Biogeographically Diverse Landscape
The country has initiated isolating and identifying agriculturally important microorganisms based on strict quality and bio safety standards. Some of these are as follows:
■ The National Forest Policy, 1988 aims at maintaining a minimum of 33 per cent of country’s geographical area under forest and tree cover. As per the 4th National Report on Biological Diversity (2009), Govt. of India, with over 16 major forest types and 251 subtypes, the total forest and tree cover of the country constitutes 23.39 per cent of the geographical area. However, according to the 2011 Report of the Dehradun based Forest Survey of India, the recent years have witnessed decline in forest cover by about 367 sq km between 2007 and 2009.
■ The mountain ecosystems of India are largely described under two global hotspots, viz., the Eastern Himalaya, and the Western Ghats (and Sri Lanka). Of the 979 bird species recorded from the Himalayan region, four Endemic Bird Areas have been delineated for priority conservation measures and likewise, identification of ‘Key Biodiversity Areas (KBAs)’ has been initiated in Western Ghats. At present, there are 137 Protected Areas (PAs) (47,208 sq km) in the Indian Himalayan Region (IHR) and 88 PAs (13,695 sq km) in Western Ghats. Over the years, there has been a steady progression in the number and area covered under PA network in both the regions.
■ Arid and semi-arid regions spread over ten states cover 38.8 per cent of India’s total geographical area. The cold arid zone located in Trans Himalayan region covers 5.62 per cent of the country. The region is a stronghold of three cat predators – the lion, leopard and tiger. The flora of the Indian desert comprises of 682 species.
■ India has a variety of wetland ecosystems ranging from high altitude cold desert wetlands to hot and humid wetlands in coastal zones with its diverse flora and fauna. At present, 115 wetlands have been identified under the National Wetland Conservation Programme (NWCP) and 25 wetlands of international importance under Ramsar Convention. About 4,445 sq.km area of the country is under mangroves. The major threats to wetland ecosystems include uncontrolled siltation, weed infestation, discharge of waste effluents, surface run off, habitat destruction, encroachment and hydrological perturbations.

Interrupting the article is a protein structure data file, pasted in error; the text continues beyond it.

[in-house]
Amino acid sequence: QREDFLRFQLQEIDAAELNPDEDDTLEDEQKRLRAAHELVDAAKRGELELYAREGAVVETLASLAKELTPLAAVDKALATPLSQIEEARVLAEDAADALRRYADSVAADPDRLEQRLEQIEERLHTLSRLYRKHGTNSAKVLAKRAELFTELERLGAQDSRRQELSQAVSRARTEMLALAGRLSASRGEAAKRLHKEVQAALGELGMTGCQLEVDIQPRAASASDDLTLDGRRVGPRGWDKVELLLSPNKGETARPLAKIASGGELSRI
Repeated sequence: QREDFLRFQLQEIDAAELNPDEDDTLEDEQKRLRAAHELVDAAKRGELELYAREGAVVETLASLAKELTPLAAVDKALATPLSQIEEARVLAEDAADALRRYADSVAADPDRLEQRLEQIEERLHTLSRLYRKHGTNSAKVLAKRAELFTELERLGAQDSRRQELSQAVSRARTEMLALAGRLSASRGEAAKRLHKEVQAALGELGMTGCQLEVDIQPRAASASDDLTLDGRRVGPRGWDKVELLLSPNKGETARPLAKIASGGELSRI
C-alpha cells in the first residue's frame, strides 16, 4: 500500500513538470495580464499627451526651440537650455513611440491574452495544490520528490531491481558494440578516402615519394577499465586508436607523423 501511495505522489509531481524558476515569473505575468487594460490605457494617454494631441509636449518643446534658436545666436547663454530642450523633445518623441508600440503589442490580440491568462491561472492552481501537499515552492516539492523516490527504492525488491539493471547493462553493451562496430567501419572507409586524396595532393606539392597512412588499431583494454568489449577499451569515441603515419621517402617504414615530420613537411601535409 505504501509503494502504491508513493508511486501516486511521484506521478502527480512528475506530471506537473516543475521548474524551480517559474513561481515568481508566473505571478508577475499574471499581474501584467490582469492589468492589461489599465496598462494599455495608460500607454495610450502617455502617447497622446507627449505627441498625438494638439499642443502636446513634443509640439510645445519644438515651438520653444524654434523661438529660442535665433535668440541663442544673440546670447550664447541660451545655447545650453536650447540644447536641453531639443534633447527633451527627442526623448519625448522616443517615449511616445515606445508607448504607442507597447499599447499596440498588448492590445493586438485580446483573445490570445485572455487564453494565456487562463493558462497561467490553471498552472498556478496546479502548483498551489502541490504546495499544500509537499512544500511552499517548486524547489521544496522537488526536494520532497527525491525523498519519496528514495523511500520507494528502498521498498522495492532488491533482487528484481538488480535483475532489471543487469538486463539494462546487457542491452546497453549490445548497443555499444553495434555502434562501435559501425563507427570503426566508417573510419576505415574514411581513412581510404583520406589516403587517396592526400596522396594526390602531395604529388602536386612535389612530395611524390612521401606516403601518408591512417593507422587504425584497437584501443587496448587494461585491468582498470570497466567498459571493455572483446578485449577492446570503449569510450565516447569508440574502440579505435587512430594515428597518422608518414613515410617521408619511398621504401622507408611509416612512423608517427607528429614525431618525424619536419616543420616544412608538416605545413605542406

The major building blocks of policy frameworks, legislations and action plans that drive the country in achieving the objectives of the CBD include, among others, Biological Diversity Act (BDA), 2002, National Wildlife Action Plan (NWAP) (2002-2016), National Environment Policy (NEP) 2006, National Biodiversity Action Plan (NBAP), 2008 and National Action Plan on Climate Change (NAPCC) 2008.
Also, the Convention on Biological Diversity (CBD) is an international agreement which aims to ensure the safe handling, transport and use of living modified organisms (LMOs) resulting from modern biotechnology that may have adverse effects on biological diversity, taking also into account risks to human health. It was adopted on 29 January 2000 and entered into force on 11 September 2003. India is a signatory to this Convention.
New fish species Scientists at the GB Pant Institute of Himalayan Environment and Development have discovered two new species of fish in the rivers of Arunachal Pradesh. The discovery of two new species of catfish — Erethistoides Senkhiensis and Glyptothorax Dikrongensis was made by the institute’s staffers Lakpa Tamang and Shivaji Chaudhry at Senkhi stream and Dikrong River in Papum Pare district.
Source: http://articles.timesofindia.indiatimes.com, Sep 13, 2011